“In the seventh month, on the first day of the month, you shall have a sabbath, a commemoration with horn blasts, a sacred convocation.” (Lev. 23:24)
It is Rosh Hashanah we are talking about here, even though it says the seventh month; in Jewish reckoning the seventh month of the liturgical year is the first month of the calendar year.
A story: On Rosh Hashanah 5763 (2002), I sat next to D., a white haired woman with an oxygen tank . At the time, her doctors only gave her weeks to live.
D. has accepted this. She tells me, matter-of-factly, that she is at peace, and I believe her; it shows. But it is not a peace born of weariness or fatalism. She loves her life. If they found a “miracle pill” tomorrow that would cure her, she would take it. But she knows that they won’t. She is at peace.
We stood for the sounds of the shofar: the wake-up calls, the cries of brokenness and longing, and the last long blast that embraces the world. I had my arm around D. I noticed her tears. I thought, “She is thinking that this is the last time she will hear the shofar sound.” But neither of us said anything that day.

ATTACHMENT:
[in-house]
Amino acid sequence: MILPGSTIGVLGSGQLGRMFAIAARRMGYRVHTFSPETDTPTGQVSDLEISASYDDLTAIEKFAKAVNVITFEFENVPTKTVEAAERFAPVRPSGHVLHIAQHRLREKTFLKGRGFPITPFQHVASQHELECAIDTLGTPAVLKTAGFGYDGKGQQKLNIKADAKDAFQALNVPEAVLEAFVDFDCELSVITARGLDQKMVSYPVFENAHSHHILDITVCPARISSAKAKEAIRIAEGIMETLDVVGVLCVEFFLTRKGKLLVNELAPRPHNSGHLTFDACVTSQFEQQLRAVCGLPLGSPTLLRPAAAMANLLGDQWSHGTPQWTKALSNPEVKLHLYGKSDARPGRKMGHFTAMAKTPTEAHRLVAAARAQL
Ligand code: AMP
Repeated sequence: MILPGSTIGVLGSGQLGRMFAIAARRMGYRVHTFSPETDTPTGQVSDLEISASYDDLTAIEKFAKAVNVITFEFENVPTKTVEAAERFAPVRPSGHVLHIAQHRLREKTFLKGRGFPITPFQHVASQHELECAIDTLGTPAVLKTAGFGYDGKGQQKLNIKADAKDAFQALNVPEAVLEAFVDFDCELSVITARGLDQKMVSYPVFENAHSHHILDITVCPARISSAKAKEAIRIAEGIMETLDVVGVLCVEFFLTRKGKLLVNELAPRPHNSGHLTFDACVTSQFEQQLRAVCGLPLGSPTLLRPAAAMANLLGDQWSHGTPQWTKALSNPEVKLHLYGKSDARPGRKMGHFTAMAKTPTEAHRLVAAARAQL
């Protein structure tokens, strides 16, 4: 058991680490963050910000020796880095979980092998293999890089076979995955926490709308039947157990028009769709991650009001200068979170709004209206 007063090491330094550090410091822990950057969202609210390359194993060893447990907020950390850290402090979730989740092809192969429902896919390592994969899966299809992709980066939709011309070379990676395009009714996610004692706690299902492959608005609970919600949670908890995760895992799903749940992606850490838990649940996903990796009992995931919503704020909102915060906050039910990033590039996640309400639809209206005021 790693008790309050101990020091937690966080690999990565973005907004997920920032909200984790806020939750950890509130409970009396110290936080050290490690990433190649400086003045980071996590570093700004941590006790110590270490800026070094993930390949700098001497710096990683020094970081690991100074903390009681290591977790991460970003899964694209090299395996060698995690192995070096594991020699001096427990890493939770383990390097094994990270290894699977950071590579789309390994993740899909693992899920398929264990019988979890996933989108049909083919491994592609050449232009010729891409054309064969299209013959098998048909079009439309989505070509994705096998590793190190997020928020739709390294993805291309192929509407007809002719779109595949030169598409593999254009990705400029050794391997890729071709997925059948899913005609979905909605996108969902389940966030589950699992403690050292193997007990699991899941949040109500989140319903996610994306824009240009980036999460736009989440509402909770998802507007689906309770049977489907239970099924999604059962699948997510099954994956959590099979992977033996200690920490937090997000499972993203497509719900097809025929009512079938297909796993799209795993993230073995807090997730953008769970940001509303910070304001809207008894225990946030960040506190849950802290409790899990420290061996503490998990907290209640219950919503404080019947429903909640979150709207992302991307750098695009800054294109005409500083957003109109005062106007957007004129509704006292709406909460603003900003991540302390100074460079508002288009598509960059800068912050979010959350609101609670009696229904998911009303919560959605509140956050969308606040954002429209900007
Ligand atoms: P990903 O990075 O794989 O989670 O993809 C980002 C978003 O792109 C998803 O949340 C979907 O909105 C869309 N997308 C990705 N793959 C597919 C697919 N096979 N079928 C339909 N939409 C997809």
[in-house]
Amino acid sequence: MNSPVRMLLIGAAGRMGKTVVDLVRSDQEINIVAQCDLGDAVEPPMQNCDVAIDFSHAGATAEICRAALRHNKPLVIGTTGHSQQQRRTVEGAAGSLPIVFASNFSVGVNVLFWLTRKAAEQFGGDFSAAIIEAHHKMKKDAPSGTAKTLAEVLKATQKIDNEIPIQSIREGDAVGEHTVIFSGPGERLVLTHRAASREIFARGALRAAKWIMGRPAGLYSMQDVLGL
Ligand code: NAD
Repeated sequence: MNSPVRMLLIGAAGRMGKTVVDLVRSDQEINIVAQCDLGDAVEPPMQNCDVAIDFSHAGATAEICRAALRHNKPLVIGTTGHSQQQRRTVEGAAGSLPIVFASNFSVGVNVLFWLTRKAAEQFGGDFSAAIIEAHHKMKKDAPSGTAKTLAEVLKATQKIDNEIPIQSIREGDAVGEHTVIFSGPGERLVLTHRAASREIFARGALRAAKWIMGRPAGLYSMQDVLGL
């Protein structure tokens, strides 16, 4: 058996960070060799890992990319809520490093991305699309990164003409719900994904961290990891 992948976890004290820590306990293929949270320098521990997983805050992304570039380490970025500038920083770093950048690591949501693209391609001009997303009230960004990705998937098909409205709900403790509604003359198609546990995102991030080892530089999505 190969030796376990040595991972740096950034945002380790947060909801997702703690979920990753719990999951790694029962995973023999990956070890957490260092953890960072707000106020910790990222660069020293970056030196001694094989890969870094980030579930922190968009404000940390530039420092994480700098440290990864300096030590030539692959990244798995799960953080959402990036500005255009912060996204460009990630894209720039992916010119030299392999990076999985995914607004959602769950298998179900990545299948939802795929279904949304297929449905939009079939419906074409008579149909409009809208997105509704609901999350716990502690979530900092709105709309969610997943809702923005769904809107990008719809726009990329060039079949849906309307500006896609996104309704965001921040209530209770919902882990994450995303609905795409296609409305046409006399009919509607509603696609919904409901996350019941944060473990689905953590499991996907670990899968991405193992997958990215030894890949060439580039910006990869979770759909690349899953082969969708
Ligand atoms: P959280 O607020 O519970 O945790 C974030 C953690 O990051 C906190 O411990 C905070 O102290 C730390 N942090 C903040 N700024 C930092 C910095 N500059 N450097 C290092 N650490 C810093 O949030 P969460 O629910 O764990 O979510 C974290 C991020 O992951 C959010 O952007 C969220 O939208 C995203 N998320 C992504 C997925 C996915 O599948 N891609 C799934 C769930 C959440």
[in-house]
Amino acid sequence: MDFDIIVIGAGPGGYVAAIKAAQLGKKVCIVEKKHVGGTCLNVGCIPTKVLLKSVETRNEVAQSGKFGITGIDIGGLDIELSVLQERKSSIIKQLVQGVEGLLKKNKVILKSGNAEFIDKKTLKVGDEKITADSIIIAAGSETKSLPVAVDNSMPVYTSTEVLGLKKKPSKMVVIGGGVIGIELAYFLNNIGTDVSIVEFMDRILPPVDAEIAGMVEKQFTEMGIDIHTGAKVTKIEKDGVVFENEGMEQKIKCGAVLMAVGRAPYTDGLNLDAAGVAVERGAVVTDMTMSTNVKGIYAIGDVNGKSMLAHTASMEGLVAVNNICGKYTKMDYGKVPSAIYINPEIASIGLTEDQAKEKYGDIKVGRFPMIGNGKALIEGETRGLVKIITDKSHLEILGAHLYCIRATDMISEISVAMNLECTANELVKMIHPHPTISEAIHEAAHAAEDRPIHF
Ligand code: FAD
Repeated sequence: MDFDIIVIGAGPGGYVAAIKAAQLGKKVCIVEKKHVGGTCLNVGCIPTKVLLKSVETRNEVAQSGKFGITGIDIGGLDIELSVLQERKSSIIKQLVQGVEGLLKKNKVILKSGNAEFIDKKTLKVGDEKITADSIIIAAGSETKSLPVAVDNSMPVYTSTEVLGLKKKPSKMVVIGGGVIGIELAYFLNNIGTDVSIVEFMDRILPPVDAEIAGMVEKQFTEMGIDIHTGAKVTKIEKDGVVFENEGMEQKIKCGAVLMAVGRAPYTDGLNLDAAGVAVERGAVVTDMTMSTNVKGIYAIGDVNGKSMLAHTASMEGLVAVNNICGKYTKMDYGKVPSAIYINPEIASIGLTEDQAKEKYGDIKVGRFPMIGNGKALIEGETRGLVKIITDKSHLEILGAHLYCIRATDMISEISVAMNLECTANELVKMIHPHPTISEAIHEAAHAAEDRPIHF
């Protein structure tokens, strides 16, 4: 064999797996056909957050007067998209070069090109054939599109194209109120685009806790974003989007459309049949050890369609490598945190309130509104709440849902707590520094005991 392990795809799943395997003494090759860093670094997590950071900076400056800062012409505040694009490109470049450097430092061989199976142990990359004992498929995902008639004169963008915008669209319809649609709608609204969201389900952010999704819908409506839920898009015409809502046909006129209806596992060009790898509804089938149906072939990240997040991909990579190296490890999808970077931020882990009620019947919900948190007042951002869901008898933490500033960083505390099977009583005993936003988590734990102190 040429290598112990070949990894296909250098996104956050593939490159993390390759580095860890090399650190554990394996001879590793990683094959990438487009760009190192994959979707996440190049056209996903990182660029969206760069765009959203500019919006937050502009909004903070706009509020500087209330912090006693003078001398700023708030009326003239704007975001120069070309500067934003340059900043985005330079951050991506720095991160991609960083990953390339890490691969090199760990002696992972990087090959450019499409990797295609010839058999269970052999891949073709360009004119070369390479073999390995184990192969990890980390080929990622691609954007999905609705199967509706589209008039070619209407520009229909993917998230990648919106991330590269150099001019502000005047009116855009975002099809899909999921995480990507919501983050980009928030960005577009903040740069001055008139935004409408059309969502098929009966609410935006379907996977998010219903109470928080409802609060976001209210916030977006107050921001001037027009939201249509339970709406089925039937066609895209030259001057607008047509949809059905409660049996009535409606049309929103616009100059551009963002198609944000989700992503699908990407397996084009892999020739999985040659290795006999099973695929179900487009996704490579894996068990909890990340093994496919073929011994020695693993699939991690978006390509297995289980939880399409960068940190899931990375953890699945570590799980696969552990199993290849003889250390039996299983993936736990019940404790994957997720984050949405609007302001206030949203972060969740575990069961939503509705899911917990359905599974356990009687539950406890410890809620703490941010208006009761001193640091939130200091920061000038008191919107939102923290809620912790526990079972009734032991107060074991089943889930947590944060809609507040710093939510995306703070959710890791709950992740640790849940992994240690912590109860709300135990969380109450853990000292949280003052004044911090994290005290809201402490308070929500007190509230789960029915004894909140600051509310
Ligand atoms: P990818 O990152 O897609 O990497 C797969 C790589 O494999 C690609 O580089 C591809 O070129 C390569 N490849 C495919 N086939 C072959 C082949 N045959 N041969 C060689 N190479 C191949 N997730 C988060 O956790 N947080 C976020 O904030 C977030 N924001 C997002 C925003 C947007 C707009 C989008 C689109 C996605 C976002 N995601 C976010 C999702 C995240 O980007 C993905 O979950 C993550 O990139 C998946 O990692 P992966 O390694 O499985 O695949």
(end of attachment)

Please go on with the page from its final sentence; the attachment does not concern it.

The next Sabbath she told me what that moment had meant to her. “I thought of all the times that the shofar has sounded in the past. And I thought of all the times that it will sound in the future. And it seemed to me that all of those sounds converged into one sound in the present.”
D. passed away some 14 months later. She taught me something about what it means to live in the present: not to detach myself from my past and future, but to hold them with me, to see the continuity of my own life and, in turn, its continuity of my life with the lives of others.
I always think of D. when I hear the shofar. May it wake me up to what’s right under my nose.